A previous blog post discussed a pair of stories in the Summer 2019 Marquette Lawyer magazine and concluded by quoting one of them: specifically, an observation by Professor David Strauss of the University of Chicago, based on the Boden Lecture at Marquette Law School by Duke’s Professor Ernest Young, that “in the end, there is only so much the law can do to save a society from its own moral failings.” This post takes up a second pair of stories in the magazine, from which one might draw the same conclusion.
While it remains a fact about the large majority of schools in the Milwaukee area now, segregation of Milwaukee school students by race was the subject of great energy—attention, advocacy, and controversy—in the 1960s and 1970s. Two pieces in this summer’s Marquette Lawyer focus on the Milwaukee education scene of that earlier era.
In one, Alan Borsuk, the Law School’s senior fellow in law and public policy, writes about the decision issued in January 1976, by U.S. District Judge John W. Reynolds, which ordered that the Milwaukee Public Schools be desegregated. “A Simple Order, a Complex Legacy” touches upon the legal history of school desegregation cases, Reynolds’ 1976 ruling itself, and the legacy of that Milwaukee ruling. To borrow a phrase from Professor Young’s Boden Lecture, there is scarcely “an optimistic, onward-and-upward feel” to the account.
In the second piece, Mike Gousha, the Law School’s distinguished fellow in law and public policy, approaches the same general era, primarily through the eyes of his father, Dr. Richard P. Gousha, who was superintendent of Milwaukee Public Schools from 1967 to 1974. Richard Gousha, who lives now in California, saved the texts of speeches he gave as superintendent, and Mike Gousha uses excerpts from his father’s remarks to paint a rich and evocative picture of MPS in the years leading up to the 1976 federal court decision. As the title suggests, the matters in “A Father’s Timeless Words from a Turbulent Time” are of more than historical interest. Mike Gousha explains, “I was struck by how issues facing MPS in the late 1960s and early 1970s still confront the district today.”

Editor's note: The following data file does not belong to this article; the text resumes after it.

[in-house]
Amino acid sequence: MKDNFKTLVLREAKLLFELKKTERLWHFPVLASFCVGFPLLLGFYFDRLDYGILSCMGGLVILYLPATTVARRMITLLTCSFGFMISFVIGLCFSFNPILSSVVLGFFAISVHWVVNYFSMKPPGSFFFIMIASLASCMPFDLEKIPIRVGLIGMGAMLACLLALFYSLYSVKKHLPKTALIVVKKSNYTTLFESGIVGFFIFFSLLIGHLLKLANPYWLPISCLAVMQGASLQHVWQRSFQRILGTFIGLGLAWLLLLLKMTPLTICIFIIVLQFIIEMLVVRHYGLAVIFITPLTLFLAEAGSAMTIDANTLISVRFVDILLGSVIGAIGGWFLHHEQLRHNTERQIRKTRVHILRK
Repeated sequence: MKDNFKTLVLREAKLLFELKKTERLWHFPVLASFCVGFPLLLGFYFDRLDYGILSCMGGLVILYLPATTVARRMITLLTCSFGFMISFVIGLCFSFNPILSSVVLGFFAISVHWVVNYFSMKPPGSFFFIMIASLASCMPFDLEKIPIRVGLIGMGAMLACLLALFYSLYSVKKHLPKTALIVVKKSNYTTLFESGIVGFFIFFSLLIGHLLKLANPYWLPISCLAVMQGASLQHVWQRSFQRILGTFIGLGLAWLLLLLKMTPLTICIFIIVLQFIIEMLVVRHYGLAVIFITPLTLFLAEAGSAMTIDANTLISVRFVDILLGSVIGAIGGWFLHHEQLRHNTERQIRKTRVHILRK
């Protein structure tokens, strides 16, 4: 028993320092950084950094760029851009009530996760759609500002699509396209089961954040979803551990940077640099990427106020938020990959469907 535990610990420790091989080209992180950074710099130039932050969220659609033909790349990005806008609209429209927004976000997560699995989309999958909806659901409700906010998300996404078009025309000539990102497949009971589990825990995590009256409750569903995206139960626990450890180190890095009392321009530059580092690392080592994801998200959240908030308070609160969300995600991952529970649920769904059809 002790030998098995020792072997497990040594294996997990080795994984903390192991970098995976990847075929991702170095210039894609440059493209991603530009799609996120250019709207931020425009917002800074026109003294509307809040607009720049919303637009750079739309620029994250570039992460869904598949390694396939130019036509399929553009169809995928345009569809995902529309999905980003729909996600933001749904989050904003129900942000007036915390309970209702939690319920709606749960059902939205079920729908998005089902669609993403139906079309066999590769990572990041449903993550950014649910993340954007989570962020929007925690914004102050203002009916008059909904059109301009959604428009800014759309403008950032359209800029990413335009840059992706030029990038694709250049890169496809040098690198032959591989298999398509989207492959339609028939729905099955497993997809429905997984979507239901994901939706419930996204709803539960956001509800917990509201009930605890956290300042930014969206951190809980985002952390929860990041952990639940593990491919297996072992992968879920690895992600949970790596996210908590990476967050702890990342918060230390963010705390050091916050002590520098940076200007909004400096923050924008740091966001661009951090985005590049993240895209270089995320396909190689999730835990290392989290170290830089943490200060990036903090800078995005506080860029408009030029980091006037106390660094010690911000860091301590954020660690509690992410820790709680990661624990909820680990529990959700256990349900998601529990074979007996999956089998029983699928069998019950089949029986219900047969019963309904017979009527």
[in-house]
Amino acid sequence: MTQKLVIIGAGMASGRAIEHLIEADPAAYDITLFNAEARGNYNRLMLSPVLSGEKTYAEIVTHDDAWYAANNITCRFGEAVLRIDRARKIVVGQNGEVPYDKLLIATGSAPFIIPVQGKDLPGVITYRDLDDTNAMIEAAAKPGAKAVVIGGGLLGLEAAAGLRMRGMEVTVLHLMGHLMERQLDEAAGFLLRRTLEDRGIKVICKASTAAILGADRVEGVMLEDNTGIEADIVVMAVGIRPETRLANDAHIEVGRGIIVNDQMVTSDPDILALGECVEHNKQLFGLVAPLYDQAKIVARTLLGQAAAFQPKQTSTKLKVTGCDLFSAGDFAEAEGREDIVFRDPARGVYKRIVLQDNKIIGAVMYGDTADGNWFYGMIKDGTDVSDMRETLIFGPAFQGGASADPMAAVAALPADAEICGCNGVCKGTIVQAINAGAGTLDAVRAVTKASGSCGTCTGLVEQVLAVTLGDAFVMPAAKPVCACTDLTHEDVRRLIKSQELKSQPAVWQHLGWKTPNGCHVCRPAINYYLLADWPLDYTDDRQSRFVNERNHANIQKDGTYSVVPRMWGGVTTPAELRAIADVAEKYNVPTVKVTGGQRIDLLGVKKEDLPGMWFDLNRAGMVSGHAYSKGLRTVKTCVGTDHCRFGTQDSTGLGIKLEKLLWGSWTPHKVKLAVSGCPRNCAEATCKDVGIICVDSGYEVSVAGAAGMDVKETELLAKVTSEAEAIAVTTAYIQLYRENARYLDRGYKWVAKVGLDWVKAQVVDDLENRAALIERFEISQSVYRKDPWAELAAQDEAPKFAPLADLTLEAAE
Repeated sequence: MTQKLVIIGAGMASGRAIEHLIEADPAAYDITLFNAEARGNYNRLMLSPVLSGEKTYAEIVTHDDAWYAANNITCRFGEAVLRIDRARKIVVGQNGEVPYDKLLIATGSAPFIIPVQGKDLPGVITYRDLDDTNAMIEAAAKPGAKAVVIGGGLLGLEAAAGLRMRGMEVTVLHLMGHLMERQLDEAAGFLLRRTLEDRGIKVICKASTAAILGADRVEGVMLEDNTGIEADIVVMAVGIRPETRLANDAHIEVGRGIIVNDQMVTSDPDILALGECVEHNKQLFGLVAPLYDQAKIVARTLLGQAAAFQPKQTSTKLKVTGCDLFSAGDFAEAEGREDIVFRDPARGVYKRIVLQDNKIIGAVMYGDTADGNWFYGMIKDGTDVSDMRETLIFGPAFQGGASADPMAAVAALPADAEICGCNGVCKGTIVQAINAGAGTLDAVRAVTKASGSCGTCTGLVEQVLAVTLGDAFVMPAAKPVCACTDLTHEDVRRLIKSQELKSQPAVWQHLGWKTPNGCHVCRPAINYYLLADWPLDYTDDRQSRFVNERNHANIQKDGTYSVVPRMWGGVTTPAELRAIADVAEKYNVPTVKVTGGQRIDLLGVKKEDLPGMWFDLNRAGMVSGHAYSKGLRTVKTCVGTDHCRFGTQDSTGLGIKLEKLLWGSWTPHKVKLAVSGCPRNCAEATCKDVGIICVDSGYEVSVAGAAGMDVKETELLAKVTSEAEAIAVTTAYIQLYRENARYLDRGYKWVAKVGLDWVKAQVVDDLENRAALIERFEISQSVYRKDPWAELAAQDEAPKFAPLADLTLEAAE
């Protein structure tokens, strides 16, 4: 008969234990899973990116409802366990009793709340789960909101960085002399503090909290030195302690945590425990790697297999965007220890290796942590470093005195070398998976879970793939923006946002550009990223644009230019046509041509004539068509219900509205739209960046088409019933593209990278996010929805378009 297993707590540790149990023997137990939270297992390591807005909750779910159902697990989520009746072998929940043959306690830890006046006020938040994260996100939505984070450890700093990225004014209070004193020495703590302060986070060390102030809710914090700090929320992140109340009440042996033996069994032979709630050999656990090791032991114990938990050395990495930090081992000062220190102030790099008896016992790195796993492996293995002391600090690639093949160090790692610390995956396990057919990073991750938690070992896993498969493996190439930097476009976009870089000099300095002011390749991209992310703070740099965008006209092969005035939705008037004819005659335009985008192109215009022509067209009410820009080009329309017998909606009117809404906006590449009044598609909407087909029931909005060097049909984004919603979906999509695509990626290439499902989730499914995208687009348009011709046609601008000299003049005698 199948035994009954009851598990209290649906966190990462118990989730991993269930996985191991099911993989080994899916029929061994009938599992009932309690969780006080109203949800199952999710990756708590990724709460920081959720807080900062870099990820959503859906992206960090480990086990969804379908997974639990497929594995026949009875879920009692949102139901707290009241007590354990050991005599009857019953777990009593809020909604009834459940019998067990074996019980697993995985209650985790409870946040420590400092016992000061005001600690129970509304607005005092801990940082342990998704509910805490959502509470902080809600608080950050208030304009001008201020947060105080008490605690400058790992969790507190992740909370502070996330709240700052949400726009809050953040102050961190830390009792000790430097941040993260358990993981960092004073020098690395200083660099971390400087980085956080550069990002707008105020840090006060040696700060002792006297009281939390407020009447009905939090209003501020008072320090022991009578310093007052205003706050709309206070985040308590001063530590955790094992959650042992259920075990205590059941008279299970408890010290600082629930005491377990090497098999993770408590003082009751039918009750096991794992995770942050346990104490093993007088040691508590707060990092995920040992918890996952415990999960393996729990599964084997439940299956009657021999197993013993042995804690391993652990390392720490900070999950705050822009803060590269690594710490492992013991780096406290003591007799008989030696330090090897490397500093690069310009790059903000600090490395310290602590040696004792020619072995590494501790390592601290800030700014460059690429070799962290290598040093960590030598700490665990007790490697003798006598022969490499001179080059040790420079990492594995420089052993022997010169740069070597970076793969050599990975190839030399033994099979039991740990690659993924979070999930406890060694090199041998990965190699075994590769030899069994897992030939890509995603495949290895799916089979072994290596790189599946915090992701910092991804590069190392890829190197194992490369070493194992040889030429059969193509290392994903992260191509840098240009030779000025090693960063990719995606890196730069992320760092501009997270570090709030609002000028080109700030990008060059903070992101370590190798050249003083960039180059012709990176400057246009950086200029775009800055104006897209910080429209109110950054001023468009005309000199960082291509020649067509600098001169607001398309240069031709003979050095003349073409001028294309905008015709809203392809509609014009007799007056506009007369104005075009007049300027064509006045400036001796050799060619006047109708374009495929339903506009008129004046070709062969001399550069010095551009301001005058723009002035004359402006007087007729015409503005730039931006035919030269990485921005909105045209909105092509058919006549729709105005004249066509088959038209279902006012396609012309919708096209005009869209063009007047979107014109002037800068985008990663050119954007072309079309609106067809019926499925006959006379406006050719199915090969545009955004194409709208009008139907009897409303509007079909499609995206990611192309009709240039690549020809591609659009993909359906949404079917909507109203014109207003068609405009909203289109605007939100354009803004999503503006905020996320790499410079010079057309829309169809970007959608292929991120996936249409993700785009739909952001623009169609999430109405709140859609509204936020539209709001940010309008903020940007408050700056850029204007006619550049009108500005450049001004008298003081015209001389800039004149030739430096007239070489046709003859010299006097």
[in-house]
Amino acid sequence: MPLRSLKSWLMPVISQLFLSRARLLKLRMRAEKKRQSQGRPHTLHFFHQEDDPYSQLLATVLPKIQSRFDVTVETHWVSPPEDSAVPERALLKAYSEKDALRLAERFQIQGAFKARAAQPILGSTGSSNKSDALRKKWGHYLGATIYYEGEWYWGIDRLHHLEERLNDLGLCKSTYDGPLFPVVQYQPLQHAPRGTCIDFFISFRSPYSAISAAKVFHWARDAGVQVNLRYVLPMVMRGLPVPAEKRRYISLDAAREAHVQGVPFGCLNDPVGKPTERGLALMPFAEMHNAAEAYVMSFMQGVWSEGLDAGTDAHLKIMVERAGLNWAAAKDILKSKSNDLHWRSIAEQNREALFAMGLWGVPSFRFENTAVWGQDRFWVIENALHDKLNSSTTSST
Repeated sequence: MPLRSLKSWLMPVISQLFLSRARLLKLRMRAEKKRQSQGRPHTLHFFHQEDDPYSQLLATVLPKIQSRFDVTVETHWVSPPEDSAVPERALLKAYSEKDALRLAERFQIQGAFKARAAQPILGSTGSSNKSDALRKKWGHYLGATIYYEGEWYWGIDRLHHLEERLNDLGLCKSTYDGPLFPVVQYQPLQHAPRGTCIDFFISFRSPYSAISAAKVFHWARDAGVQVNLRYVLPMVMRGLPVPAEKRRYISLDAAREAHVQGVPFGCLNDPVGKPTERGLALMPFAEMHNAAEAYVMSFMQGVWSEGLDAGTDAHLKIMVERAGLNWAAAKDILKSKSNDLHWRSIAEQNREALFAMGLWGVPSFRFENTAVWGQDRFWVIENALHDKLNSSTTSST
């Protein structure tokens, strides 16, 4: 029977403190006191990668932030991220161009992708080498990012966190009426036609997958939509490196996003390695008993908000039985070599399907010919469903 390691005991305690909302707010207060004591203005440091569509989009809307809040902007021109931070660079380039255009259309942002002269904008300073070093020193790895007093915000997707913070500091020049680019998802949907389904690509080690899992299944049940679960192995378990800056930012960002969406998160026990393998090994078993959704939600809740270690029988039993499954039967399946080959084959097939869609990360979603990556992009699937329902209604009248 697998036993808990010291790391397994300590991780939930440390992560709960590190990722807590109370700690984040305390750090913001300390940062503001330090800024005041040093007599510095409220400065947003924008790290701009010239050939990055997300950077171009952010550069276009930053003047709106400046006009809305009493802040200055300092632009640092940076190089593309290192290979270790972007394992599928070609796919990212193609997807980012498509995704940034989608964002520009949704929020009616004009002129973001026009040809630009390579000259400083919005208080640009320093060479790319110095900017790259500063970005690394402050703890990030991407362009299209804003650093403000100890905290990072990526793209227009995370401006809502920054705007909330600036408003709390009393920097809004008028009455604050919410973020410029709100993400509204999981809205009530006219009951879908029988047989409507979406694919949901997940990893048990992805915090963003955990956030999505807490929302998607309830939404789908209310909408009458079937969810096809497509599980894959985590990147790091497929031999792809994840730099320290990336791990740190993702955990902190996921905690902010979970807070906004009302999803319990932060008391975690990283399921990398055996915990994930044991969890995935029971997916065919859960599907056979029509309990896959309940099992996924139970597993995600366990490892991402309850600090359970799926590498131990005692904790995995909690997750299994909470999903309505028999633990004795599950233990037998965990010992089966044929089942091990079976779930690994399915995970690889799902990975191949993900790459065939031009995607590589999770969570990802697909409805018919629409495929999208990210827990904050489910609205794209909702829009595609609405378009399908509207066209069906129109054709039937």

The continuing importance of the topics and themes of these two articles has been reflected in the national public conversation even since their publication. In particular, consider the recent debate between Democratic presidential candidates, former Vice President Joe Biden and Senator Kamala Harris, engaging with one another about the appropriate role of busing in desegregating public schools. “We don’t want another Boston” may have been a mantra of Milwaukee’s leaders in 1976, as Borsuk relates in reference to the busing-related controversy and even violence in that East Coast city of that general era. Yet he also notes of Milwaukee that, for part of the legacy of Reynolds’s ruling, “busing became so widespread that some have wondered whether there is another city in the country where the presumption is weaker that children will attend their neighborhood school.”